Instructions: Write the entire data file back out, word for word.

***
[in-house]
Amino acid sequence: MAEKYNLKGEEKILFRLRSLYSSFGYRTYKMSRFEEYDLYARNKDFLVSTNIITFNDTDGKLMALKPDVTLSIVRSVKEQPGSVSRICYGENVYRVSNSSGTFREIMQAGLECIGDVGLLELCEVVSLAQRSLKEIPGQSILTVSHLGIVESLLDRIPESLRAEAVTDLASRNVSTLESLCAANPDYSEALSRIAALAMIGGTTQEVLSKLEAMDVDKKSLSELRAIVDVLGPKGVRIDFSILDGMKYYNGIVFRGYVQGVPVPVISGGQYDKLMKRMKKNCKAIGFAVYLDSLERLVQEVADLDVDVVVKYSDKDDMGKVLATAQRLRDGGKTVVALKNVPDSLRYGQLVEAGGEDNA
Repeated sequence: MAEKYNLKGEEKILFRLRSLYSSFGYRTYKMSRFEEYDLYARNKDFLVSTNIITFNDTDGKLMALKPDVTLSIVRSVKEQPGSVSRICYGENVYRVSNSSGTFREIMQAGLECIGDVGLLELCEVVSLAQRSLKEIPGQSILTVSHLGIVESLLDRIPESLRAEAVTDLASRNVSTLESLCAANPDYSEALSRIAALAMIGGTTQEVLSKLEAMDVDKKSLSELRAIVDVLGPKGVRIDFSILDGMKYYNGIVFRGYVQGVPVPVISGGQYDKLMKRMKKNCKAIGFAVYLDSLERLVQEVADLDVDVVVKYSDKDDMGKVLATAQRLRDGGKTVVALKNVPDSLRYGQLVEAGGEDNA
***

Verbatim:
[in-house]
Amino acid sequence: MAEKYNLKGEEKILFRLRSLYSSFGYRTYKMSRFEEYDLYARNKDFLVSTNIITFNDTDGKLMALKPDVTLSIVRSVKEQPGSVSRICYGENVYRVSNSSGTFREIMQAGLECIGDVGLLELCEVVSLAQRSLKEIPGQSILTVSHLGIVESLLDRIPESLRAEAVTDLASRNVSTLESLCAANPDYSEALSRIAALAMIGGTTQEVLSKLEAMDVDKKSLSELRAIVDVLGPKGVRIDFSILDGMKYYNGIVFRGYVQGVPVPVISGGQYDKLMKRMKKNCKAIGFAVYLDSLERLVQEVADLDVDVVVKYSDKDDMGKVLATAQRLRDGGKTVVALKNVPDSLRYGQLVEAGGEDNA
Repeated sequence: MAEKYNLKGEEKILFRLRSLYSSFGYRTYKMSRFEEYDLYARNKDFLVSTNIITFNDTDGKLMALKPDVTLSIVRSVKEQPGSVSRICYGENVYRVSNSSGTFREIMQAGLECIGDVGLLELCEVVSLAQRSLKEIPGQSILTVSHLGIVESLLDRIPESLRAEAVTDLASRNVSTLESLCAANPDYSEALSRIAALAMIGGTTQEVLSKLEAMDVDKKSLSELRAIVDVLGPKGVRIDFSILDGMKYYNGIVFRGYVQGVPVPVISGGQYDKLMKRMKKNCKAIGFAVYLDSLERLVQEVADLDVDVVVKYSDKDDMGKVLATAQRLRDGGKTVVALKNVPDSLRYGQLVEAGGEDNA